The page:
We screened the expression of over 140 CNNM/CorC homologs by fluorescence-detection size exclusion chromatography (FSEC; table S1) (37). In the green fluorescent protein (GFP)–based FSEC method, we expressed targeted membrane proteins fused to the GFP tag, and whole-cell extracts were solubilized with detergents and subjected to size exclusion chromatography attached to a fluorescence detector to analyze the expression level and monodispersity of targeted membrane proteins (37). Among the screened CNNM/CorC orthologs, we identified the CorC protein from Thermus parvatiensis (TpCorC) as a suitable candidate for structural studies, with a high level of expression and sharp peak profile (Fig. 1A). The domain organization of TpCorC consists of a DUF21 TM domain, a CBS domain, and a CorC/HlyC domain, which is typical of CorC family proteins (Fig. 1B). Among these domains, the DUF21 and CBS domains are also shared by CNNM family proteins and have many disease-associated mutations (1719, 24), indicating the possible functional importance of these core regions in CNNM/CorC family proteins.

Fig. 1 Expression and functional characterization of TpCorC.

(A) FSEC profile of the C-terminal GFPuv-tagged TpCorC (residues 23 to 441) on a Superdex 200 Increase 10/300 GL column (GE Healthcare) (excitation, 395 nm; emission, 507 nm). (B) Representative domain organization of the CorC and CNNM proteins. (C) Cell surface expression of TpCorC. (D and E) Mg2+ export assay. (D) Representative time course of mean relative fluorescent intensities. Mg2+ was depleted at the time point indicated with an arrowhead. (E) Relative fluorescence intensities after Mg2+ depletion (at 5 min, means ± SEM; empty, n = 30; wild type (WT), n = 30; WT (−Na+), n = 20; TM-CBS, n = 20; and V101A, n = 20). (F) Thermostability assay of the WT and TpCorC TM domain mutants by GFP-based FSEC-TS.

TpCorC shares approximately 30% sequence identity with the S. aureus CorC orthologs MpfA and MpfB, which are known Mg2+ export CorC proteins (fig. S1) (10, 12). Thus, we tested the Mg2+ export activity of TpCorC using the Mg2+ efflux assay in human embryonic kidney (HEK) 293 cells (Fig. 1, C to E), which have been used to characterize the Mg2+ export activity of human CNNM2 and CNNM4 (28). To facilitate the cell surface expression of TpCorC, we fused the membrane targeting sequence from human CNNM4 (residues 1 to 178) at the N terminus (14), established a HEK293 cell line stably expressing TpCorC with the targeting sequence, and confirmed the cell surface expression (Fig. 1C). Using this cell line, we performed imaging analyses using Magnesium Green, a fluorescent indicator dye for Mg2+. The intensity of the fluorescent signal in the cells expressing TpCorC decreased after the removal of Mg2+ ions from the bath solution, which was similarly observed with CNNM2 and CNNM4 Mg2+ exporters (28), whereas we observed little change in the fluorescent signal in HEK293 cells transfected with empty vector (Fig. 1, D and E). We then tested the Na+ dependency of the Mg2+ export activity of TpCorC. The depletion of Na+ from the bath solution induced the loss of Mg2+ export activity, suggesting that the Na+ gradient could be a potential driving force for Mg2+ export from TpCorC, as is the case with human CNNM4 (Fig. 1, D and E) (15). The Mg2+ export activity of TpCorC suggests the functional similarity of TpCorC to previously characterized Mg2+-exporting CNNM/CorC family proteins such as MpfA/B and CNNM2/4 (10, 12, 15, 28).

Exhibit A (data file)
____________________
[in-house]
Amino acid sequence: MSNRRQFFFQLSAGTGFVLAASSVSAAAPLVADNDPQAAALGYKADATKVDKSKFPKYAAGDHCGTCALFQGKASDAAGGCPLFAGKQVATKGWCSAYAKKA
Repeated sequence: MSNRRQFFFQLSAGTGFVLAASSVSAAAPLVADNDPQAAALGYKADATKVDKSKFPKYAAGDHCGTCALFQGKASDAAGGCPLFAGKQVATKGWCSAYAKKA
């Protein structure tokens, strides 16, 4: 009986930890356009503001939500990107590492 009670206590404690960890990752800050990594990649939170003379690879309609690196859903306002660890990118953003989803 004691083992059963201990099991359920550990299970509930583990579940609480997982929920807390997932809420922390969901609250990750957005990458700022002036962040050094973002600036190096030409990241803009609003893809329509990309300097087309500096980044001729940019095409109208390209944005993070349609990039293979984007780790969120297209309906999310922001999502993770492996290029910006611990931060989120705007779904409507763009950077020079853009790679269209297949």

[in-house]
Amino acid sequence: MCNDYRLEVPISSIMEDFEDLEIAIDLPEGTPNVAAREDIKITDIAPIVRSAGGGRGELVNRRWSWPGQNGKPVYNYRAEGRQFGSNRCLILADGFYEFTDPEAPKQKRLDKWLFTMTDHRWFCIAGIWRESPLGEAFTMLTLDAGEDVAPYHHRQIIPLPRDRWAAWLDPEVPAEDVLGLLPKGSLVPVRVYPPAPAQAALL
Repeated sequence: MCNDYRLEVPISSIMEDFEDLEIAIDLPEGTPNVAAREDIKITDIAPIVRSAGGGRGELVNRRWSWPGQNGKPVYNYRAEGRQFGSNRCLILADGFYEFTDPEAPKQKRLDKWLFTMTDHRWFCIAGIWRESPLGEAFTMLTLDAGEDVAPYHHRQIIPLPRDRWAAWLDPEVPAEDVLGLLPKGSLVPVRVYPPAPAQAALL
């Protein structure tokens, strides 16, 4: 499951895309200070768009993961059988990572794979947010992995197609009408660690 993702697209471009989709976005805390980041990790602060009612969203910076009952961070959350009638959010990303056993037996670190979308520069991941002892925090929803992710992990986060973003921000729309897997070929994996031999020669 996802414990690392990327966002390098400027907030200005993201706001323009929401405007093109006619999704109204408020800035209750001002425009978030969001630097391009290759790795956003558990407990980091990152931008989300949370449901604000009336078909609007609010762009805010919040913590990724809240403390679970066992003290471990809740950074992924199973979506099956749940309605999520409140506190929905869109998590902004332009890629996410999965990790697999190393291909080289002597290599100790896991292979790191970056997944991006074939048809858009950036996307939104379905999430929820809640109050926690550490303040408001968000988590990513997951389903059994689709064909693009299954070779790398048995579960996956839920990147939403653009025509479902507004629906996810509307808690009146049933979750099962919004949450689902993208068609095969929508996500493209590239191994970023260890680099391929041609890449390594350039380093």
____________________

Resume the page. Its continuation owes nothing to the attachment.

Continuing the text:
Truncation of the cytoplasmic domain yielded TpCorC crystals of the TM domain (residues 26 to 182) in detergent micelles, poorly diffracting to ~7 Å resolution. Thus, to improve the diffraction quality of TpCorC crystals, we performed alanine scanning of the TpCorC TM domain by an FSEC-based thermostability (FSEC-TS) assay (38) and identified two mutants (V101A and V101A/G115A) with increased melting temperatures (Tm values) of 8.4° and 8.9°C, respectively (Fig. 1F). Mutation at Val101 did not affect Mg2+ export activity (Fig. 1, D and E), whereas truncation of the entire cytoplasmic domain induced a loss of localization at the cell surface in HEK293 cells (Fig. 1C). We applied the lipidic cubic phase (LCP) method, which has been successful for membrane protein crystallization (39), for the crystallization of the TpCorC TM domain constructs (wild type and V101A), yielding crystals diffracting to 3.2 and 2.0 Å resolutions, respectively (table S2). Notably, these crystals appeared specifically in the presence of Mg2+ ions, whereas we also tested cocrystallization with other divalent cations such as Ca2+, Co2+, Ni2+, and Mn2+. The initial phase was determined by the single-wavelength anomalous diffraction (SAD) method with the selenomethionine (SeMet)–labeled TpCorC V101A/G115A mutant protein and was further refined to 2.0 Å resolution using the native datasets of the TpCorC TM domain constructs (wild type and V101A) (fig. S2, A and B, and table S2). The two TpCorC TM domain structures (wild type and V101A) are essentially identical with a root mean square deviation (RMSD) of 0.2 Å. Thus, we mainly describe the TpCorC TM domain V101A structure unless otherwise noted, as it was determined at higher resolution. The location of Val101 in the TM domain structure and a possible explanation for the thermostabilization effect of the V101A mutation are described in fig. S3.

TM domain architecture

The crystallographic asymmetric unit of the TpCorC TM domain contains one protomer, which forms a dimer, related by crystallographic twofold symmetry (Fig. 2 and fig. S2, A and B). Each TpCorC protomer is composed of three TM helices with three cytoplasmic helices, termed cytoplasmic helix 1 (CH1) and CH2, located between the TM1 and TM2 helices, and the belt helix following the TM3 helix (Fig. 2, D and E). The N- and C-terminal ends of TpCorC extend into the periplasm and cytoplasm, respectively, because the C-terminal region of TpCorC has a cytoplasmic region including the CBS domain (Fig. 1B).